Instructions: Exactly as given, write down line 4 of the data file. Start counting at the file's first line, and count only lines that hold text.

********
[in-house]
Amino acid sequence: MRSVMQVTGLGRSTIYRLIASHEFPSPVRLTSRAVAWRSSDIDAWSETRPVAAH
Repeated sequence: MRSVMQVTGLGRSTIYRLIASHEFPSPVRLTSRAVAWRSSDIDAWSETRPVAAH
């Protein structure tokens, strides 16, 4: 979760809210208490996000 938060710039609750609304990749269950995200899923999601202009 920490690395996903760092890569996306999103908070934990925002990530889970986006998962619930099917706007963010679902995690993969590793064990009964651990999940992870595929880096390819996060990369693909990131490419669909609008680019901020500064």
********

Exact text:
């Protein structure tokens, strides 16, 4: 979760809210208490996000 938060710039609750609304990749269950995200899923999601202009 920490690395996903760092890569996306999103908070934990925002990530889970986006998962619930099917706007963010679902995690993969590793064990009964651990999940992870595929880096390819996060990369693909990131490419669909609008680019901020500064």